Click Click hors d'oeuvres Basics
1st Impression! Appetizers Set the Tone for Your Meal This is the first impression guests have for the food they will be eating at the event Effort of making a good impression is apparent through appetizers Traditional function of appetizers is to stimulate the appetite for the meal to come. Learning to create elegant and tasty appetizers can take your entertaining skills to a new level.
1st Impression! • When creating hors d’oeuvres, keep in mind their intended function • If they are to precede a meal, serving too many appetizers can backfire by making your guests too full to appreciate the meal. • As party food, be sure to have plenty on hand as you don’t want to run out too soon.
What to Consider? • First, consider the meal you’re planning. • Will your appetizers lead to a heavy main course? • Will the main course be light? • Will there even be a main course? • Will you want guests picking up bites and popping them into their mouth, or will you offer plates and cutlery?
Appetizer Lesson No. 1: Variety is your friend • Mix options of: • Hot, cold, salty, sweet, soft, and crisp • Make them easily held in one hand while skillfully balancing a drink in the other (never make your guests work too hard to eat).
Appetizer Lesson No. 2: Consider Your Quantity Needs • Next is knowing (roughly) how many of those mouthwateringly delicious bites each person will likely eat. • A good rule of thumb is that if appetizers will be your meal, folks will eat between 5and 6pieces. • If they are served as a starter to a full dinner, assume 2 to 3bites per guest.
6 Essential Tips • 1. Balance the menu: offer hot pieces alongside room-temperature dips, rich flavors next to low- fat options, and spicy foods beside delicate palate tastes. • 2. Provide at least one vegetarian option! • 3. Consider your kitchen equipment. If you have only a standard range, don’t limit yourself to stovetop dishes—serve a combination of stovetop, baked, raw, room-temperature and cold foods.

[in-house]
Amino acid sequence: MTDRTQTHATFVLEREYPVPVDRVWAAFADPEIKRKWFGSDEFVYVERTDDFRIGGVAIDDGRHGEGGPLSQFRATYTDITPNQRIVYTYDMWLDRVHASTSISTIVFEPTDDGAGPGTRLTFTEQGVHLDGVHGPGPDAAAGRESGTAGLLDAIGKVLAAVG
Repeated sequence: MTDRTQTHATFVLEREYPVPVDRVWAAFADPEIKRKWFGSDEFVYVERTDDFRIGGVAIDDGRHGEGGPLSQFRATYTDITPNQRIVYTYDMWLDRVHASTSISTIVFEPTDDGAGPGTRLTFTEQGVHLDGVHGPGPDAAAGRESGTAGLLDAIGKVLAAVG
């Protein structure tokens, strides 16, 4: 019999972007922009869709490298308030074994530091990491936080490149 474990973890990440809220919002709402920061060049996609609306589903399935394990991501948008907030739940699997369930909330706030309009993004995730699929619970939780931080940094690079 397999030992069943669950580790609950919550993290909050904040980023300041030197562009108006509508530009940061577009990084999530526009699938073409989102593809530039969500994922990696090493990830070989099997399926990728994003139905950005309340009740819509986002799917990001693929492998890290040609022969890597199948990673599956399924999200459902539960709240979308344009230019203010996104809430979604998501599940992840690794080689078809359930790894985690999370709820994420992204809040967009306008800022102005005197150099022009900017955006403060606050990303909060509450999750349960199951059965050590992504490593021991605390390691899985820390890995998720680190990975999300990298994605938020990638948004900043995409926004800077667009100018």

6 Essential Tips • 4. Choose a few “make- ahead dishes” so there’s less to do on the day of the party. • 5. Stay away from dips if you’re worried about staining and spills • 6. Decorate platters with edible garnishes. People have even been known to eat strictly decorative pieces…
The Math of Entertaining • How many different appetizers should you serve? • Less than 12 guests: 2 to 3 types of appetizers • 12 to 20 guests: 4 to 5 types of appetizers • Over 20 guests: 6 different appetizers or more • How many appetizers should you make? • Breakfast, Lunch, or Afternoon: 1 to 3 pieces per person per hour • Evening Event Followed by Dinner: 2 to 3 pieces per person per hour • Evening Event without Dinner: 5 to 6 pieces per person per hour
Math Planning Tips • People eat more during the first 90 minutes of any event. • Don't worry if your food seems to be disappearing, as the consumption will taper off. • Young people eat more than old people. • People eat more at casual affairs than formal ones. • Buy more food for a buffet than for passed around hors d'oeuvres. • When serving themselves, people tend to pile on their plates.
Example: Super Bowl Party • Number of Guests: 20 (4 to 5 types) • Time: 7-10 p.m. (Evening Event without Dinner: 5 to 6 pieces per person , per hour) • Items to Prepare: 5 pieces x 20 people x 3 hours = 300 pieces Menu: • 60 Caramelized Onion, Roasted Pepper, and Cinnamon Cream Cheese Spread (Vegetarian option) • 60 Loaded baked potato skins • 60 Smoked salmon and cream cheese crackers • 60 buffalo wings • 60 Marshmallow Fudge Sandwiches
Your Turn! Work with your group to plan 4 different parties. You need to have the correct amount and variety of appetizers based upon 3 things: • How many people are there? • How many hours is the event lasting? • What type of event is it? • Breakfast/ lunch, evening event with dinner to follow, evening event with no dinner to follow. **Make food meal-time appropriate!